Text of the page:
Sen. Jonathan Dismang discusses tax legislation House Speaker Matthew Shepherd and Gov. Sarah Huckabee Sanders listen during a press conference on March 30, 2023. (Antoinette Grajeda/Arkansas Advocate)
This story was last updated at 2:55 p.m. on Wednesday, July 5, 2023.
Arkansas ended the fiscal year last week with a $1.161 billion budget surplus, the second largest in state history, finance officials announced Wednesday.
The surplus comes a year after Arkansas’ record $1.628 billion surplus in fiscal 2022 that led to a special legislative session to implement and accelerate tax cuts.
A combination of factors, including conservative forecasting and strong growth in sales and income tax collections, contributed to the state taking in more than a billion dollars than it spent in the fiscal year that ended Friday.
“Strong economic growth accounted for Fiscal Year 2023 ending with a $1.16 billion surplus,” said Larry Walther, secretary of the Arkansas Department of Finance and Administration. “The economy outperformed expectations across the fiscal year in revenue results amid volatility from slowing inflation, tax reductions and tight labor markets.”
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It was the third consecutive year of record surpluses. Prior to the last three fiscal years, the largest surplus in state history was $409.3 million in Fiscal Year 2007.
The state collected more than $8.8 billion over the last year — $76.9 million more than fiscal 2022 and 1.7% above forecast.
After tax refunds and some dedicated expenses, $7.1 billion in “general revenue” was left for the governor and Legislature to fund state government. State leaders budgeted $6.02 billion for fiscal 2023 and $6.2 billion for fiscal 2024, which began Saturday.
The full revenue report is available here.June 2023 General Revenue Report
On the day the year-end revenue report was released in 2022, then-Gov. Asa Hutchinson immediately announced plans to call a special session to cut taxes, saying the large surplus showed the state was collecting too much in taxes.
In an August special session, the General assembly implemented a tax relief package that accelerated several previously enacted tax cut measures and created a one-time “inflationary relief” tax credit.
Budget officials projected at the time that the cuts would reduce state revenues by more than $500 million in fiscal 2023.
The Finance Department said Wednesday there has been “less decline in income tax categories than expected” from these and other income tax cuts implemented over the last decade.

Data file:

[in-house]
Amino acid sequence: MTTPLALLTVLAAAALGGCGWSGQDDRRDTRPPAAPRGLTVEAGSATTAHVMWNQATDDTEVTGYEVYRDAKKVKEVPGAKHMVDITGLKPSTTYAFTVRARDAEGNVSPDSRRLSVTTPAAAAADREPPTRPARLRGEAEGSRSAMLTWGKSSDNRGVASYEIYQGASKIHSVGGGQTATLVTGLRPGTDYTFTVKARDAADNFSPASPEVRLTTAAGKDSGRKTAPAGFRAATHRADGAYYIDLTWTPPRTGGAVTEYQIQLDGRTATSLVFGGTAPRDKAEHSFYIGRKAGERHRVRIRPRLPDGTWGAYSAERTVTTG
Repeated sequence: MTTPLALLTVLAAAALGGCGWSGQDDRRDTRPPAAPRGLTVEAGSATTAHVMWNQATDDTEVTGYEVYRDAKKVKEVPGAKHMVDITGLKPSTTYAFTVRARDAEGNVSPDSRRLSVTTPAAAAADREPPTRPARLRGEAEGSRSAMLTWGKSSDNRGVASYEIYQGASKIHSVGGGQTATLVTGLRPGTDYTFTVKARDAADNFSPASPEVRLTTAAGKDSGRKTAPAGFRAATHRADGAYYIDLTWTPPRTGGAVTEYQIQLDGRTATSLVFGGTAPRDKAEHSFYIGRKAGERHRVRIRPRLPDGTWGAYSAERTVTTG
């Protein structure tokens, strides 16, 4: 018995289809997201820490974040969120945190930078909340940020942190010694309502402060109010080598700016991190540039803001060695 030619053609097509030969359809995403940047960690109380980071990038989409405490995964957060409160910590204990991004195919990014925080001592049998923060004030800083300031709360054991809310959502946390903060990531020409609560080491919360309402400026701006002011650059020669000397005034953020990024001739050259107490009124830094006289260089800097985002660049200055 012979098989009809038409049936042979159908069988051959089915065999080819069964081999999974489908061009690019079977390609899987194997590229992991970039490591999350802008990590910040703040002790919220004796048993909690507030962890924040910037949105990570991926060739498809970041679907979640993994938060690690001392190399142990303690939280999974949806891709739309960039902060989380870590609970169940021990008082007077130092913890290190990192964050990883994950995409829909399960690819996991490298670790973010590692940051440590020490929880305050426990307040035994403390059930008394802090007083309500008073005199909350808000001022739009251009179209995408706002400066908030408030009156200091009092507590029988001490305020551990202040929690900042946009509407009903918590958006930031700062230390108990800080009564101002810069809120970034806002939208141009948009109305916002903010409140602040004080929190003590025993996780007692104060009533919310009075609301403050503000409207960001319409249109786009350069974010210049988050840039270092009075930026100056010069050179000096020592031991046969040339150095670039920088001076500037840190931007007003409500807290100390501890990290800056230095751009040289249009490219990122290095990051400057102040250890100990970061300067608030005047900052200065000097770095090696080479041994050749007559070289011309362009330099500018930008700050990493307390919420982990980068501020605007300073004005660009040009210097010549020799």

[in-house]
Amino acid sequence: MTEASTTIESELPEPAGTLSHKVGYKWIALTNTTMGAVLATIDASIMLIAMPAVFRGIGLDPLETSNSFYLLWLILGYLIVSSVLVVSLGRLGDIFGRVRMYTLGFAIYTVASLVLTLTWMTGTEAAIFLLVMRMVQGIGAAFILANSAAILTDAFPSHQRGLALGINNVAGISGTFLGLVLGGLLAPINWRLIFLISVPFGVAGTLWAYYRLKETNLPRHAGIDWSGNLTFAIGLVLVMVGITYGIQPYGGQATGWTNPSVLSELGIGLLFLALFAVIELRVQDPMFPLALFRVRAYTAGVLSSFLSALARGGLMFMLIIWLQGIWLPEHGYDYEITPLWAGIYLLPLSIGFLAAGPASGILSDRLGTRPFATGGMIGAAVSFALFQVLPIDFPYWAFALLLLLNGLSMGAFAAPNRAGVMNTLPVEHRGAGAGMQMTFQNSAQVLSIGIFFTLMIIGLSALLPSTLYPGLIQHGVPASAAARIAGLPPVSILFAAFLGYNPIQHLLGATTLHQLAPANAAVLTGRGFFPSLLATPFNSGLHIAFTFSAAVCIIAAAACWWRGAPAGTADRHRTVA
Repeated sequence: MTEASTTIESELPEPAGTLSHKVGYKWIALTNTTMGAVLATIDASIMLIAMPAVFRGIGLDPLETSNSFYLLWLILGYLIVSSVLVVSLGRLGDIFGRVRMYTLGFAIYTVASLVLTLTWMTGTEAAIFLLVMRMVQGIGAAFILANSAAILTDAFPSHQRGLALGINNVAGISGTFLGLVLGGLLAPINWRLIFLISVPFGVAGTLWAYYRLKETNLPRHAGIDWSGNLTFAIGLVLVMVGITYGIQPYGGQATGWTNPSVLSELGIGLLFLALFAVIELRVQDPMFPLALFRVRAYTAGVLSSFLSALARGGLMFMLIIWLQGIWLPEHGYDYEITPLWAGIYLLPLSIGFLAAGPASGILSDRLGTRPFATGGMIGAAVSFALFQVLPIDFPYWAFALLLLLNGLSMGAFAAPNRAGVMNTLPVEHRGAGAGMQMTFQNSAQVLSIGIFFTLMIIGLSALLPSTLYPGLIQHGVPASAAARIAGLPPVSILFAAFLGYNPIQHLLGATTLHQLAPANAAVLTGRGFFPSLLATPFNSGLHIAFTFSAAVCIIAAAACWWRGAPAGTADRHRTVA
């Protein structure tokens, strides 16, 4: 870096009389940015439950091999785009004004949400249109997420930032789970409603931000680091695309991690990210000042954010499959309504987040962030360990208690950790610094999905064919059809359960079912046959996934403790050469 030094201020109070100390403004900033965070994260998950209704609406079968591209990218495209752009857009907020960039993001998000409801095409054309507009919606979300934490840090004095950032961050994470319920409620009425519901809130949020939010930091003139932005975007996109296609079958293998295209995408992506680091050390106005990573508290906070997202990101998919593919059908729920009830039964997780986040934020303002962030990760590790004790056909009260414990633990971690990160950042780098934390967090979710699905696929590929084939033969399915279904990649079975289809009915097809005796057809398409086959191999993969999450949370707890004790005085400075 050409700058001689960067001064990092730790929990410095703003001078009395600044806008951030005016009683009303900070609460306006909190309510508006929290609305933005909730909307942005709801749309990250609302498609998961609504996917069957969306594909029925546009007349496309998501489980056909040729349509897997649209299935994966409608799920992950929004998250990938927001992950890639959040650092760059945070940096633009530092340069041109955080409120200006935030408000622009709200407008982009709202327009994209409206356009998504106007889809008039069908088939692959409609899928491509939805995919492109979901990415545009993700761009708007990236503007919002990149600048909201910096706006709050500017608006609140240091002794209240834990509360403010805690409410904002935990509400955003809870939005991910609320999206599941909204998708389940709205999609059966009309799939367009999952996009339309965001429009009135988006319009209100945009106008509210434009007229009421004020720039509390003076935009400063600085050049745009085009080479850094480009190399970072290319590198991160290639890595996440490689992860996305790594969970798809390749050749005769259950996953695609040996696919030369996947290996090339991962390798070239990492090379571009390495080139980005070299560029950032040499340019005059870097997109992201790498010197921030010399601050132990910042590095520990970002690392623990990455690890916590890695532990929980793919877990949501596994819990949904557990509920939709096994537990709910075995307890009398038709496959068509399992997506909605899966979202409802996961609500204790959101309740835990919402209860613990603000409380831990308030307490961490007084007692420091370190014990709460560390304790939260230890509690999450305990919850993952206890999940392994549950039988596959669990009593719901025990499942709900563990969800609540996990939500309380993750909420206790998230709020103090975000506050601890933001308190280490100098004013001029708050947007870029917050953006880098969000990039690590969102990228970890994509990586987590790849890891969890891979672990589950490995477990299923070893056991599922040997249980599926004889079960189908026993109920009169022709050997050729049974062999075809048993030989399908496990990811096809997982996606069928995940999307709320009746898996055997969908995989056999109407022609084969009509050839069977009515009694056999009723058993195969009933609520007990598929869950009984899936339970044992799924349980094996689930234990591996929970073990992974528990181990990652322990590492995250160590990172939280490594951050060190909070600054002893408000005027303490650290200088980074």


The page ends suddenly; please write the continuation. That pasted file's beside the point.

In this year’s regular session, the Legislature enacted additional tax cuts, including slashing the state’s top income tax rate for individuals from 4.9% to 4.7% and for businesses from 5.3% to 5.1%.
The income tax cuts are expected to reduce state general revenue by $186 million in fiscal 2024 and $124 million in fiscal 2025.
The Legislature and Gov. Sarah Huckabee Sanders also set aside more than $380 million in surplus funds for a handful of special projects, the largest being expansion of the state’s prison capacity.
The fiscal 2023 surplus will be welcome news for Republican lawmakers and Sanders, who have expressed interest in further reducing state income taxes with the goal of eventually eliminating income tax in Arkansas.
“The Governor promised and delivered on cutting taxes so Arkansans would see more of their paycheck and the state would remain competitive in attracting businesses and more jobs,” Sanders’ Communications Director Alexa Henning said. “She will continue working to responsibly phase out the state income tax and being financially sound and strong helps keep us moving in that direction.”
Revenue report highlights
Individual Income Taxes: Fiscal year 2023 individual income tax collections total $3,915.9 million, $255.6 million or -6.1 percent below FY 2022 collections and $42.4 million or 1.1 percent above forecast.
Corporate Income Taxes: Fiscal year corporate collections total $842.5 million, an increase of $5.3 million or 0.6 percent above FY 2022. Collections came in $51.8 million or 6.5 percent above forecast.
Sales and Use Collections: Fiscal year 2023 Sales and Use tax collections total $3,418.4 million, an increase of $263.6 million or 8.4 percent over FY 2022 and $34.1 million or 1.0 percent above forecast.
Refunds: Individual income tax refunds total $768.1 million, $314.6 million or 69.3 percent above last year and $36.8 million or 5.0 percent above forecast. Amounts above forecast in refund categories subtract from net general revenue results.
Corporate income tax refunds total $60.4 million, $8.0 million or 15.2 percent above last year and $3.4 million below the general revenue forecast.
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